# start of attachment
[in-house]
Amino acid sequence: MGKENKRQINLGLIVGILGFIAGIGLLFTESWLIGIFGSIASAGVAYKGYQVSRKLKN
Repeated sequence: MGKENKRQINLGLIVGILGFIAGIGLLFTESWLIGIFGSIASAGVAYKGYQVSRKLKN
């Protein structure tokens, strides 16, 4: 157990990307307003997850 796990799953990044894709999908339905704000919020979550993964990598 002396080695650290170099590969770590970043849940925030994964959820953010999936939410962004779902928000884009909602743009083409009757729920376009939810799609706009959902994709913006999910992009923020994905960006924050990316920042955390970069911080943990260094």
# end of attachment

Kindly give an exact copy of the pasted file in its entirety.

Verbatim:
[in-house]
Amino acid sequence: MGKENKRQINLGLIVGILGFIAGIGLLFTESWLIGIFGSIASAGVAYKGYQVSRKLKN
Repeated sequence: MGKENKRQINLGLIVGILGFIAGIGLLFTESWLIGIFGSIASAGVAYKGYQVSRKLKN
């Protein structure tokens, strides 16, 4: 157990990307307003997850 796990799953990044894709999908339905704000919020979550993964990598 002396080695650290170099590969770590970043849940925030994964959820953010999936939410962004779902928000884009909602743009083409009757729920376009939810799609706009959902994709913006999910992009923020994905960006924050990316920042955390970069911080943990260094």